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B&N Week 63: Ownership Is Tricky

| March 6, 2012 | 1 Comment

It’s Tuesday, and as always, it’s a glorious one! That means I’m going to cut the intro short, and let’s jump right into some Bolts & Nuts!

This week, I wanted to talk about ownership. It’s been on a lot of people’s minds recently, due to two things: Gary Friedrich not only losing his case against Marvel for the ownership of Ghost Rider, but also being sued by Marvel and owing them $17k; and Tony Moore suing Robert Kirkman over accounting of The Walking Dead.

This is just the most recent round of ownership disputes. The oldest, most well-known is Jack Kirby vs Marvel, but you also have Stan Lee Media vs Marvel, Neil Gaiman vs Todd McFarlane, Steve Gerber vs Marvel, Marvelman, and more.

Ownership disputes are an ugly thing. Most of these are about one thing: money. However, in order for it to be about money, the property, whatever it is, has to be successful.

Most of you are going after collaborations, and the reason for that is simple: you’re all broke. Because you’re broke, you go after the cheapest way to get your book done. The cheapest way is to give up part of your intellectual property: Pen-Man. You sink all of your money into getting Pen-Man on the shelves, and there it is, in all its glory.

And, surprise surprise, it’s selling! You’ve got a runway hit on your hands: the press coverage is great, leading to more sales, leading to more eyes, leading to more sales, leading to Hollywood, leading to more coverage, leading to more sales, leading to a cartoon that gets Pen-Man on television for a season, leading to more coverage, leading to more sales.

See a trend there?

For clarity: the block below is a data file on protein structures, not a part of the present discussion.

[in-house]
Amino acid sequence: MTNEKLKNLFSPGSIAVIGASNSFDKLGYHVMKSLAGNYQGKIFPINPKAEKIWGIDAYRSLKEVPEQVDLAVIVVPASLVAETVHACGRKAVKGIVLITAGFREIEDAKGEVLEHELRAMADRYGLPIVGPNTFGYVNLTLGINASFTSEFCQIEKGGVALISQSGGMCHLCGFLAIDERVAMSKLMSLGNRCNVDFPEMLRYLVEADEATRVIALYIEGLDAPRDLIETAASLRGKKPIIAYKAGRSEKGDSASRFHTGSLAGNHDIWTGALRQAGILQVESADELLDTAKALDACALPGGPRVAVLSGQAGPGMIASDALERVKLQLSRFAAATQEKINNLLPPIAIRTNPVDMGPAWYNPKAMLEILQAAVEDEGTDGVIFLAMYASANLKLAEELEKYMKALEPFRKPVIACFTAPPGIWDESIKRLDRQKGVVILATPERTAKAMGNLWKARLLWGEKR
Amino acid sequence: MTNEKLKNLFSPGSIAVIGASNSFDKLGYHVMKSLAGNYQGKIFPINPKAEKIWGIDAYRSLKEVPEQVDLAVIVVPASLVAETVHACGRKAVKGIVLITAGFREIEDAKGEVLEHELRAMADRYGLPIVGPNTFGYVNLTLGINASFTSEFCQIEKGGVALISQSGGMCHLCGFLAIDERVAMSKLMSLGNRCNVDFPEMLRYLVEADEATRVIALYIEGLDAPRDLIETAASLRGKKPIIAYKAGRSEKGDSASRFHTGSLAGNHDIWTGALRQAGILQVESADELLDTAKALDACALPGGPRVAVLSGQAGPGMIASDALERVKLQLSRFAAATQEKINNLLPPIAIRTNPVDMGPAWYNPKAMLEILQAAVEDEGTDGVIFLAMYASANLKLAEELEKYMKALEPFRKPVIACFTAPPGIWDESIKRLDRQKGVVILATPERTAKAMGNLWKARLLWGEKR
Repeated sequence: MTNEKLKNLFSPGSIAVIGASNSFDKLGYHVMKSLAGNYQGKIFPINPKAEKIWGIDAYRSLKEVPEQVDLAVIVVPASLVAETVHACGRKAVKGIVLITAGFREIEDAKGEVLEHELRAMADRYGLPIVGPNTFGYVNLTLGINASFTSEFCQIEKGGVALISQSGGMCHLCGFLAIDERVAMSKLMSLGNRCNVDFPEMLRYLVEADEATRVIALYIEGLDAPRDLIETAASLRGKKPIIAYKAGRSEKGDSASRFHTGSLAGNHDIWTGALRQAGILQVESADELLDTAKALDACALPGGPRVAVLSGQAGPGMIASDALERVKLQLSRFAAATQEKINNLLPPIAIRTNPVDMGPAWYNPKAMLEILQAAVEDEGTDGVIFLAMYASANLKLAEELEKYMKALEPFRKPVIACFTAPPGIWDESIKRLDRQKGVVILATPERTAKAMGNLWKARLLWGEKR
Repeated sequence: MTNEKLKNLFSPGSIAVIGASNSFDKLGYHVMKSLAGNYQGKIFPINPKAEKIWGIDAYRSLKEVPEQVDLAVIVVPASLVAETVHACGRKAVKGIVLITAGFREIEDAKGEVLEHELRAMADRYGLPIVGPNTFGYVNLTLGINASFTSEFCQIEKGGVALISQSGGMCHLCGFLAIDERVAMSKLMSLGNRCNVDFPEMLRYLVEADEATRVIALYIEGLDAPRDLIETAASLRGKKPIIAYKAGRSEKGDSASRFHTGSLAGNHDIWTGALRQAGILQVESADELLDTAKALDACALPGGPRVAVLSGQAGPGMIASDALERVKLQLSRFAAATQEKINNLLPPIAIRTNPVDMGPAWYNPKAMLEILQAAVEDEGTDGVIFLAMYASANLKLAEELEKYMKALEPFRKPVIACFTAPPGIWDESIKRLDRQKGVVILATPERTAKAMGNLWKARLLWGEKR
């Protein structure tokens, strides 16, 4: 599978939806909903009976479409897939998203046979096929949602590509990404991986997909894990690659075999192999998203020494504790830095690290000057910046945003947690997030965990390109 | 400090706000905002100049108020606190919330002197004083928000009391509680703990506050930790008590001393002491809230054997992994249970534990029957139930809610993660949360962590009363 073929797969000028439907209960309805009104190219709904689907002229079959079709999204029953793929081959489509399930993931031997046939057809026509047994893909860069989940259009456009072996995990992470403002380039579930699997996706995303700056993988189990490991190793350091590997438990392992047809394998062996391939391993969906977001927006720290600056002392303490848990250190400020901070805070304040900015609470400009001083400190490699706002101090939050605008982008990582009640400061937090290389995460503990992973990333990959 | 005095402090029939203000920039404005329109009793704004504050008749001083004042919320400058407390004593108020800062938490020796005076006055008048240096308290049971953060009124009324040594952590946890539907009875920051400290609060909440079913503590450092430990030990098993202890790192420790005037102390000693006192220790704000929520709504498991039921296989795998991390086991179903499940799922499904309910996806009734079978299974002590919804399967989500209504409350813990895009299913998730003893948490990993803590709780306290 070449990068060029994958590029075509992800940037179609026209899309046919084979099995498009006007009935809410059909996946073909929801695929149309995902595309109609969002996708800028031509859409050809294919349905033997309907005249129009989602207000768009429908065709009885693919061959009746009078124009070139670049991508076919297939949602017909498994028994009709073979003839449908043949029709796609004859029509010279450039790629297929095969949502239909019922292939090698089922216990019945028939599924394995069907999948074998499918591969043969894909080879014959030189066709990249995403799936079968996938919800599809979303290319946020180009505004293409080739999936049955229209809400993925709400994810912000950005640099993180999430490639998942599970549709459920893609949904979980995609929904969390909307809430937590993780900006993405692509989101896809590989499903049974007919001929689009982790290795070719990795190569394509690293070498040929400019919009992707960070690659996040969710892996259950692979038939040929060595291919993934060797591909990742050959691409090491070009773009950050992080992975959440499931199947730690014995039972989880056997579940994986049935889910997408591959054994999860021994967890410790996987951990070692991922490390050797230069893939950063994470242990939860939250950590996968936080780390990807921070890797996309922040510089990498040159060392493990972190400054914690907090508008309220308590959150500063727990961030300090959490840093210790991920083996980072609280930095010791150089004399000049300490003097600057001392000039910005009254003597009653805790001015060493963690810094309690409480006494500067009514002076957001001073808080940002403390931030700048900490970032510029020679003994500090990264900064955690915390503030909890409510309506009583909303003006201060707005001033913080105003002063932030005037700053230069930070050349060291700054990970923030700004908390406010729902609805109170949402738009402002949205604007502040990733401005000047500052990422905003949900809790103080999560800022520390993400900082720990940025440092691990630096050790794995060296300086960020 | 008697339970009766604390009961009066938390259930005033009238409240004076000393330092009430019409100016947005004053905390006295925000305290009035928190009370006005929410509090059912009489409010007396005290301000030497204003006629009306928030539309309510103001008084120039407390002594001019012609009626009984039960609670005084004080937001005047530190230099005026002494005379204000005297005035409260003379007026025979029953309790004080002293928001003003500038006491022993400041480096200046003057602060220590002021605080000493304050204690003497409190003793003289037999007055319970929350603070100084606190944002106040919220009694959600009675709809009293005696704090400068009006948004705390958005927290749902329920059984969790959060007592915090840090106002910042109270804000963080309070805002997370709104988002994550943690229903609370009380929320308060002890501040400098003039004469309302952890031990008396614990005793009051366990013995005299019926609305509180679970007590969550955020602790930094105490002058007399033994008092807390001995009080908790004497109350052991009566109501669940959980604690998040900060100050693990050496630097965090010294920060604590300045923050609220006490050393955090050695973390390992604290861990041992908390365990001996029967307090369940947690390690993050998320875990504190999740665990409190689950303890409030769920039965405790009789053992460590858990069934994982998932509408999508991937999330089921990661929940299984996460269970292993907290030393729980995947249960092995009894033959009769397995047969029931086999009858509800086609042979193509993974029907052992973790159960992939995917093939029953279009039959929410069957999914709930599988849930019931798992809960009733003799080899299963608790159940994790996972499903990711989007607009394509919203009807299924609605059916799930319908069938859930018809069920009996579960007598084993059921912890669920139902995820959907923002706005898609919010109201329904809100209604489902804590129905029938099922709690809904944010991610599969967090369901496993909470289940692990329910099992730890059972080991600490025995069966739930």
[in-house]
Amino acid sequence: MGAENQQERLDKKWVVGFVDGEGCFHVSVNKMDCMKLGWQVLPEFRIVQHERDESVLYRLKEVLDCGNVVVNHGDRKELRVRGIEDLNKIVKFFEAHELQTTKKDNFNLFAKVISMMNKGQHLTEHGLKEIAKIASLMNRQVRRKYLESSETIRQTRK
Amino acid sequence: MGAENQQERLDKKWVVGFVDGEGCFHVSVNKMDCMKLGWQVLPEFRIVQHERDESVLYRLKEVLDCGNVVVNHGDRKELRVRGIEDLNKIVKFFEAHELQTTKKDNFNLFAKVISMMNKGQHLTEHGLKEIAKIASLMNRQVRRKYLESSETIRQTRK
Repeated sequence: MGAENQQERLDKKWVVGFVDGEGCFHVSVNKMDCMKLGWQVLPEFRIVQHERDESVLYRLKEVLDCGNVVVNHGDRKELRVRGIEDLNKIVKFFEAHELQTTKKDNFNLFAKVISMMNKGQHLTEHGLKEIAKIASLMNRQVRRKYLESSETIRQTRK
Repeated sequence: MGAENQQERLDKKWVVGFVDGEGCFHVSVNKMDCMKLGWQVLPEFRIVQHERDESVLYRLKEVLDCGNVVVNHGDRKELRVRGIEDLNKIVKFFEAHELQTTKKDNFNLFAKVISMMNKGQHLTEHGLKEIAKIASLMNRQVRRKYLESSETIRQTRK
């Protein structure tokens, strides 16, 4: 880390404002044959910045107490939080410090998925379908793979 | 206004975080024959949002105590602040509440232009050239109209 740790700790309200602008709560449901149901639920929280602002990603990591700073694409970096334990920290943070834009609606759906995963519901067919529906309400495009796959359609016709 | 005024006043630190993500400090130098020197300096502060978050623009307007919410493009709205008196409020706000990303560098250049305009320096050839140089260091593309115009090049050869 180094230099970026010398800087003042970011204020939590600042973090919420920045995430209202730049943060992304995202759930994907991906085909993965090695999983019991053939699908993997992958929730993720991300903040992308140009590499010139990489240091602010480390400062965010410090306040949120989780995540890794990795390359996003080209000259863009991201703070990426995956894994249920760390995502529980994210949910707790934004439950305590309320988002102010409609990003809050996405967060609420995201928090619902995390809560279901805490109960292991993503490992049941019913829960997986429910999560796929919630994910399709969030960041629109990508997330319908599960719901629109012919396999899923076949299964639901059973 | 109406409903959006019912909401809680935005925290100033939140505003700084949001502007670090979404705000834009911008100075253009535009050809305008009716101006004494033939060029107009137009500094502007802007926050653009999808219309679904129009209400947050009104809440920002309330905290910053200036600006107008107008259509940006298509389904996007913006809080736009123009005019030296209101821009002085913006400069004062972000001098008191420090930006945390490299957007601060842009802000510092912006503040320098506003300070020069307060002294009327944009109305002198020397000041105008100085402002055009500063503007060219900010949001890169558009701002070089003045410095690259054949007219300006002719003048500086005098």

Popularity equals sales equals money.

You know what Puff Daddy/P. Diddy/Sean Combs said? More money, more problems.

Your biggest problem is the fact that you don’t have a contract stating who owns what. You have an agreement to have the work done on Pen-Man, but you’re making real money now: Hollywood came calling, and with the cartoon deal, you’ve also got all kinds of merchandise selling: toys, apparel, toothpaste, band-aids, even a cereal.

You hired Graeme McFreelancer to do the work, and you have little more than a handshake between you, as well as some friendly feelings as time progressed and the work continues to flow. When the money started to come in, you started paying Graeme a page rate [and a livable one at that], but now, Graeme feels he’s owed more money.

He asks nicely. He wants to be paid appropriately for bringing and continuing to bring Pen-Man to life.

Your stance has changed, though. Instead of it being about telling the stories you’ve always wanted to tell, you’re now unwilling to share the money that’s flowing in to you from your licensing deals. You’ve got your house paid off, you’re expecting a child, and you’re saving up a nest egg for yourself [read: your family] as well as saving to put your child/children through college.

After asking nicely and getting nowhere, Graeme decides he’s going to sue.

What happens next is in the hands of lawyers and judges.

Why is all of this happening? The lack of a contract.

(Wait. You said that I gave up part of my IP in order to get Pen-Man done. What happened to that?)

Nothing. When the case goes to court, during the discovery phase, your emails will act as something of a contract, and then Graeme should get whatever he is owed.

Ownership. Ownership can be tricky. Here’s what I recommend and what I think is fair: give the artist no more than 49%. You can definitely give less, but I don’t recommend more.

The reason why is this: there can only be one boss. If you each have an equal stake, there’s no tiebreaker. That can kill a beautiful thing.

Ownership can be listed in the credits of your comics. Generally, that’s stated as “Created by.” As an example, Pen-Man would say in the credits “Created By Kletus Jerkovitch and Graeme McFreelancer.” The amount of ownership doesn’t matter. That’s between the creators. If a creation only lists one creator, then that person is the owner. Simple.